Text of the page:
Ubiquitin: a challenge for evolutionary theory?

Glancing at Uncommon Descent (I still do as Denyse O’Leary often reports on interesting science articles, as here*, and the odd comment thread can still provide entertainment), I see an OP authored by gpuccio (an Italian medical doctor) entitled The Ubiquitin System: Functional Complexity and Semiosis joined together, telling the story of the ubiquitin protein and its central role in eukaryote biochemistry in some considerable detail. The subtext is that ubiquitin’s role is so widespread and diverse and conserved across all (so far known) eukaryotes, that it defies an evolutionary explanation. This appears to be yet another god-of-the-gaps argument. Who can explain ubiquitin? Take that, evolutionists! I’m not familiar with the ubiquitin system and thank gpuccio for his article (though I did note some similarities to the Wikipedia entry.

In the discussion that follows, gpuccio and others note the lack of response from ID skeptics. Gpuccio remarks:

OK, our interlocutors, as usual, are nowhere to be seen, but at least I have some true friends!

and later:

And contributions from the other side? OK, let’s me count them… Zero?

Well, I can think of a few reasons why the comment thread lacks representatives from “the other side” (presumably those who are in general agreement with mainstream evolutionary biology). 

  1. In a sense, there’s little in gpuccio’s opening post to argue over. It’s a description of a biochemical system first elucidated in the late seventies and into the early eighties. The pioneering work was done by Aaron Ciechanover, Avram Hershko, Irwin Rose (later to win the Nobel prize for chemistry, credited with “the discovery of ubiquitin-mediated protein degradation”, all mainstream scientists.
  2. Gpuccio hints at the complexity of the system and the “semiotic” aspects. It seems like another god-of-the-gaps argument. Wow, look at the complexity! How could this possibly have evolved! Therefore ID!  What might get the attention of science is some theory or hypothesis that could be an alternative, testable explanation for the ubiquitin system. That is not to be found in gpuccio’s OP or subsequent comments.
  3. Uncommon Descent has an unenviable history on treatment of ID skeptics and their comments. Those who are still able to comment at UD risk the hard work involved in preparing a substantive comment being wasted as comments may never appear or are subsequently deleted and accounts arbitrarily closed.

I’m sure others can add to the list. So I’d like to suggest to gpuccio that he should bring his ideas here if he would like them challenged. If he likes, he can repost his article as an OP here. I guarantee that he (and any other UD regulars who’d like to join in) will be able to  participate here without fear of material being deleted or comment privileges being arbitrarily suspended.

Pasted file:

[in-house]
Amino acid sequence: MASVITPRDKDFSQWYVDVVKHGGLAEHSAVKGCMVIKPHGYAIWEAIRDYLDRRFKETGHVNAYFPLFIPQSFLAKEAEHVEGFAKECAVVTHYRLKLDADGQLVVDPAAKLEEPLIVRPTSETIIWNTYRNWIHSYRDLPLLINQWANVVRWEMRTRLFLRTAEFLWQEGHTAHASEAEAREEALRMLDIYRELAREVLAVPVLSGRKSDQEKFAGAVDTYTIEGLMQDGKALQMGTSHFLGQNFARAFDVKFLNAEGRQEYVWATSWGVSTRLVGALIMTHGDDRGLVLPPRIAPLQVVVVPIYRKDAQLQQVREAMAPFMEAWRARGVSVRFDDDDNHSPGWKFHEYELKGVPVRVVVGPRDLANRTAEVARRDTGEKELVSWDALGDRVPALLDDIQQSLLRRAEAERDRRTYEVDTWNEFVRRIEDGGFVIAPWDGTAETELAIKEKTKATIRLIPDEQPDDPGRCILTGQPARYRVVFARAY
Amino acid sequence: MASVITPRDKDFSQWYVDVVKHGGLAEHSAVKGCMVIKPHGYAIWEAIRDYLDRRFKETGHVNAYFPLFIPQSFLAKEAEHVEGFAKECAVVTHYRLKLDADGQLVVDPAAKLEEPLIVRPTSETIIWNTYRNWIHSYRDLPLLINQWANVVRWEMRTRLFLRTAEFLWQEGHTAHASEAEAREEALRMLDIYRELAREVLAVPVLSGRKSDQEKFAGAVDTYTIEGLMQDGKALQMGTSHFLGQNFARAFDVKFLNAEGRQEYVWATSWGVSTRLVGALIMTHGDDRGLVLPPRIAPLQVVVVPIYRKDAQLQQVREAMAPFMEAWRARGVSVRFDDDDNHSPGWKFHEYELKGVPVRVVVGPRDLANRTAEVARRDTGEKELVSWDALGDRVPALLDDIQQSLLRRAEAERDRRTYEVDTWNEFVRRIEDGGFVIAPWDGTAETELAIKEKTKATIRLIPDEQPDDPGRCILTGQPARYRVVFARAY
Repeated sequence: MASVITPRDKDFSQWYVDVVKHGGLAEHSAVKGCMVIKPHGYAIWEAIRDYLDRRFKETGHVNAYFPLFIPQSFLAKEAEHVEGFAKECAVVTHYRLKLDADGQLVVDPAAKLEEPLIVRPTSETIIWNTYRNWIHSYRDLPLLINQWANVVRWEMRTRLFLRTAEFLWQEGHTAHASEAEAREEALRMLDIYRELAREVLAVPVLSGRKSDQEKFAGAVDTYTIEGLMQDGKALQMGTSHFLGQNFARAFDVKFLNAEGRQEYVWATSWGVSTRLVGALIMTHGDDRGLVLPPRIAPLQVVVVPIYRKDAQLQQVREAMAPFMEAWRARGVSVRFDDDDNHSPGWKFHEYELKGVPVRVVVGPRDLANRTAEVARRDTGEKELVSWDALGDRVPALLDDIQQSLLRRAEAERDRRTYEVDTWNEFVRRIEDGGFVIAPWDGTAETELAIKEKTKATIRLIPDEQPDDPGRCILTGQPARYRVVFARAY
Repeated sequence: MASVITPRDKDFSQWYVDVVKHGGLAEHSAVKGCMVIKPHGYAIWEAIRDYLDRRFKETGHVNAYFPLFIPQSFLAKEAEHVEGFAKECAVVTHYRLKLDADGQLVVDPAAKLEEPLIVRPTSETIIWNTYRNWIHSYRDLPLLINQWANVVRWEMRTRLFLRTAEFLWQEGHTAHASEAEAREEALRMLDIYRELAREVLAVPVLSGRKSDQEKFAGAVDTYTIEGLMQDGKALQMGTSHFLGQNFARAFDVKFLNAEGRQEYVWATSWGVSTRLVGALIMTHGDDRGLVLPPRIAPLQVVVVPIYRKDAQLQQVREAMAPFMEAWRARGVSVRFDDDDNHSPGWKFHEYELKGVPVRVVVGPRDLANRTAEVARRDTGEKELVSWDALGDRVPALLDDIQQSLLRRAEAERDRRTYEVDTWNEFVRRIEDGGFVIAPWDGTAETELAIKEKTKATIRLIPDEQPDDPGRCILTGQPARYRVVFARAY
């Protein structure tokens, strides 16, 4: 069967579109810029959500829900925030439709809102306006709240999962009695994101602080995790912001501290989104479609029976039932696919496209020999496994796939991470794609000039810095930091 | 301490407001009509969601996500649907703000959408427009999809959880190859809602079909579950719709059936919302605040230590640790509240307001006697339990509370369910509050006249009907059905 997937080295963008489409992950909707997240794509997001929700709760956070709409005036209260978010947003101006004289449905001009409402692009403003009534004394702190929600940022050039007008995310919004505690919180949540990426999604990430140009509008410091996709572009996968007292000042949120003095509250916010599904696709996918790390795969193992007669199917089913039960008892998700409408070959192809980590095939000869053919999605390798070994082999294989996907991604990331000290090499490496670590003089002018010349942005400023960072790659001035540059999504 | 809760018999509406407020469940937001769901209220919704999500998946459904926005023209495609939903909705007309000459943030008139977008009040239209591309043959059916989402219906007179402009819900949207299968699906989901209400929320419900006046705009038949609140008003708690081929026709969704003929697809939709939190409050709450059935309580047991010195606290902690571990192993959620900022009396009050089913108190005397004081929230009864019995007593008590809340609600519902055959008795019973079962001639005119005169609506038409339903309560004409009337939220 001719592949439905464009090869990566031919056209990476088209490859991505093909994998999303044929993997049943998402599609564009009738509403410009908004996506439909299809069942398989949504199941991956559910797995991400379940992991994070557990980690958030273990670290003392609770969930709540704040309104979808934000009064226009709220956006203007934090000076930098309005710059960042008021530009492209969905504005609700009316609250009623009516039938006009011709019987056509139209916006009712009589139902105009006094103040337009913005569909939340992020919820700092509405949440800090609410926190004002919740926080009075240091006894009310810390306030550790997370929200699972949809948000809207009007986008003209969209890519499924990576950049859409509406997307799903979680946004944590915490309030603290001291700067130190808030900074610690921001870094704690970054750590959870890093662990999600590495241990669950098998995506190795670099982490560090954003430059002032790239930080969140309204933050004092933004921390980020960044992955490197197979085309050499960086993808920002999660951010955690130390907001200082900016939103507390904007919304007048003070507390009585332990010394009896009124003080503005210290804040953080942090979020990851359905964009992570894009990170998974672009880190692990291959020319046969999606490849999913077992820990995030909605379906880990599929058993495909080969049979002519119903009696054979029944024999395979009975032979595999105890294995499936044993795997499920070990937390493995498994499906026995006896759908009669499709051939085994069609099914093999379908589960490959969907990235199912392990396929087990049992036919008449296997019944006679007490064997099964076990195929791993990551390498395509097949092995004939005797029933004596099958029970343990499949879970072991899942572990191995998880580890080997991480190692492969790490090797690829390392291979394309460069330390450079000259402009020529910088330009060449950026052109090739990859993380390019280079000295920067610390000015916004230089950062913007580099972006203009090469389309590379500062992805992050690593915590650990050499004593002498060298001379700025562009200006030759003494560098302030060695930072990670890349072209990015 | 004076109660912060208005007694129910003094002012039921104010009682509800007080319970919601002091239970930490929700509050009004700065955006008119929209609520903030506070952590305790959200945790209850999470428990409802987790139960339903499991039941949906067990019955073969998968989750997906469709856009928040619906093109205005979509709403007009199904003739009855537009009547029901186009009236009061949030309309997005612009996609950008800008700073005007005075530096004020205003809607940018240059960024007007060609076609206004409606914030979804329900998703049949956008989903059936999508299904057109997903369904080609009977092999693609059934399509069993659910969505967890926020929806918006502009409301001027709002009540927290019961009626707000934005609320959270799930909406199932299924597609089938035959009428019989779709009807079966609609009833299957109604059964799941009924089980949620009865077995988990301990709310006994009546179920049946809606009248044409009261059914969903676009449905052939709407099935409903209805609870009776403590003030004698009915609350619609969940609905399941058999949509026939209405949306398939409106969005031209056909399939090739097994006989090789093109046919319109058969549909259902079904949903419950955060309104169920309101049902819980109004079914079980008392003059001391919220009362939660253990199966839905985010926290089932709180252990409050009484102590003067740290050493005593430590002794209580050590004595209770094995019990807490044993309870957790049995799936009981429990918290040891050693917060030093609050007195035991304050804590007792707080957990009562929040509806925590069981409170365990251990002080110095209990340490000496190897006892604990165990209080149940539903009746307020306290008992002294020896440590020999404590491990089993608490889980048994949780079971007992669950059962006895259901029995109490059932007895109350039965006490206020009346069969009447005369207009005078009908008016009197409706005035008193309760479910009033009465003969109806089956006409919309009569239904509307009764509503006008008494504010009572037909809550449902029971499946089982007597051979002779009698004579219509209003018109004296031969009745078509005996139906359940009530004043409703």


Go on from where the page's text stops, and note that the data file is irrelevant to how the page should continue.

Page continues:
Come on, gpuccio. What have you got to lose?

906 Replies to “Ubiquitin: a challenge for evolutionary theory?”

  1. Rumraket Rumraket
    Ignored
    says:

    dazz: One AA is 4.3 bits of information, while one nucleotide is only 2 bits.

    Then 1200 bits of information has evolved in several of the twelve different lineages in the long-term evolution experiment with E coli if we go by nucleotide substitutions alone (as over 600 has been fixed in several lineages), and that’s not counting the ones that caused changes in protein coding genes.

  2. keiths keiths
    Ignored
    says:

    Rumraket,

    Then 1200 bits of information has evolved in several of the twelve different lineages in the long-term evolution experiment with E coli if we go by nucleotide substitutions alone, and that’s not counting the ones that caused changes in protein coding genes.

    Therefore God was guiding the LTEE. Use your head, atheist.

  3. Rumraket Rumraket
    Ignored
    says:

    Ahh yes, sorry. Of course substitutions can’t happen without God zapping them into action, and they can’t get fixed by drift or selection without God killing non-carriers. Or something.

  4. Entropy Entropy
    Ignored
    says:

    Rumraket:
    Then 1200 bits of information has evolved in several of the twelve different lineages in the long-term evolution experiment with E coli if we go by nucleotide substitutions alone (as over 600 has been fixed in several lineages), and that’s not counting the ones that caused changes in protein coding genes.

    I have no doubt that gpuccio will spin that somehow. Ah! Of course! It’s an experiment, made by very intelligent scientists, thus an example of intelligent design.

  5. Rumraket Rumraket
    Ignored
    says:

    Entropy: I have no doubt that gpuccio will spin that somehow. Ah! Of course! It’s an experiment, made by very intelligent scientists, thus an example of intelligent design.

    He will come up with some silly excuse for why it doesn’t count, I’m sure of that. The goalposts will be picked up and moved from whereever. It is the never-ending dance we get from IDcreationists.

  6. Allan Miller
    Ignored
    says:

    J-Mac,

    Are you going to finally explain the gender evolution? How many genders are there? I got many…

    What the hell does that have to do with ubiquitin?

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